Blog Entries from the WeHuntSC.com blogging crew
The below blog entry is a guest blog entry by Andy Hahn:
Some folks say they hunt squirrels because it hones their stalking and shooting skills, making them better big-game hunters. Other guys tell me they only hunt squirrels because their kids enjoy it. Well, I need no such excuses. I go squirrel hunting because I love to hunt squirrels.
As a teenager in Pennsylvania I used to rush home from school, grab my single-shot 20 gauge and orange vest, and head for nearby woodlots in search of bushytails. When I was in my mid-20s, I lived in Philadelphia. Every Saturday in October and November I?d wake up at 3:30, drive to State Game Lands in south central Pennsylvania and greet the dawn on a hardwood ridge overlooking the Susquehanna River, squirrel gun in hand. My pulse always got to racing at the glimpse of a tail flicking among the branches or the sound of a small critter shuffling through fallen leaves?and it still does!
In 2006 I was diagnosed with ALS (Lou Gehrig?s disease), a neurological condition that has put me in a wheelchair and rendered my arms nearly useless. Now I hunt with the help of friends and adaptive shooting equipment. While a ?point man? handles the rifle, we watch the sight picture via a special video camera and monitor that show with a scope?s-eye view, crosshairs and all. When things look right, I squeeze the trigger with a cable release.
Three years ago my buddy Ron Wagner and I were hunting the last week of deer season at Bang?s Paradise Valley Hunting Club in Ehrhardt, SC. We commented that many of the stand sites seemed overrun by swarms of grey squirrels. ?No wonder my corn bill is so darn high!? joked the lodge owner, Bang Collins. ?Maybe you guys can help me by thinning out the rodent population.?
We needed no further encouragement. Bang lent us a Ruger 10/22 and the following day we started collecting the main ingredients for a big pot of Brunswick stew. That evening as we talked about our ?rodent-control project? I noticed a youngster listening with wide-eyed attention. Nine-year-old Klay Elixson had come to Ehrhardt with his grandfather Rick Hires, another regular visitor at the lodge with whom we?d become good friends. I asked Rick, and when he gave his permission I invited Klay to join Ron and me for a tree-rat safari.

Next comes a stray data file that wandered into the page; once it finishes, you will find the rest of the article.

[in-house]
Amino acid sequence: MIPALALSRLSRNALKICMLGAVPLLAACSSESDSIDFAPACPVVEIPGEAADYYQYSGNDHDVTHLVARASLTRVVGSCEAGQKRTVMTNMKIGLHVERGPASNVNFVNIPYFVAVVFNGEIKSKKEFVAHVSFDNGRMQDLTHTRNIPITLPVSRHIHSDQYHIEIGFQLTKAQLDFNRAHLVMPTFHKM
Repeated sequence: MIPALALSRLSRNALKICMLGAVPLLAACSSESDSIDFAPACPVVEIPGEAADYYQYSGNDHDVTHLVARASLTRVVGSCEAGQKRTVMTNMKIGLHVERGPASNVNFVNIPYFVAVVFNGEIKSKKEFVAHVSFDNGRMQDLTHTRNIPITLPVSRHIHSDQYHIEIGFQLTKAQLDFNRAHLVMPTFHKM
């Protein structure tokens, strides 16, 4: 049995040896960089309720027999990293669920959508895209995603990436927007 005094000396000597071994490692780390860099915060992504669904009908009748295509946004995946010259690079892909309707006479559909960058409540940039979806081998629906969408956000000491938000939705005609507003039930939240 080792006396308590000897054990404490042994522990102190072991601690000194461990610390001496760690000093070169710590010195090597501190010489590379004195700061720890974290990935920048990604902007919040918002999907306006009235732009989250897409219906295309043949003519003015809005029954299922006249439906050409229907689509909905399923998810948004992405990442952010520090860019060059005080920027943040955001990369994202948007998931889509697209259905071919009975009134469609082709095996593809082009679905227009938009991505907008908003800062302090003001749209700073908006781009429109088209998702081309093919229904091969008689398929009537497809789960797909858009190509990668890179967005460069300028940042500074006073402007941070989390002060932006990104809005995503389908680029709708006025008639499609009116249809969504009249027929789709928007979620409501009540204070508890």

The next dawn found the three of us in a pop-up blind, anxiously waiting for some squirrels to appear. We didn?t have to wait long. We used the Ruger and my shooting equipment, which kept everyone involved in the hunt. Ron aimed while Klay and I took turns using the cable control to squeeze the trigger. Klay displayed fine hunting skills by keeping still, spotting bushy-tails and patiently waiting for high-percentage shots. The scope camera proved an excellent teaching tool as we followed squirrels on the monitor and discussed why different situations and angles made for good or bad shot selections. Our apprentice soon earned the title of No-Playin? Outa-the-Wayin? Lead-Sprayin? Squirrel-Slayin? Machine.
Sharing our knowledge and watching a young hunter enjoy himself, Ron and I probably had more fun than Klay that morning. Time in the woods with an enthusiastic kid also showed me that despite having special needs, disabled hunters can and must take responsibility for helping pass on our outdoor heritage to the next generation.
The following season I bought a Marlin Model 917 VSCF .17 HMR, added an Alpen Kodiak 6-24x50 scope and dubbed it ?The Squirrel Eraser.? Ron, Klay and I now get together at Bang?s once a year for a tree-rat roundup.
Last year a deer hunter scoffed at our small-game pursuits: ?I don?t waste time hunting squirrels.?
?Me neither,? I replied. ?I enjoy every minute of it.?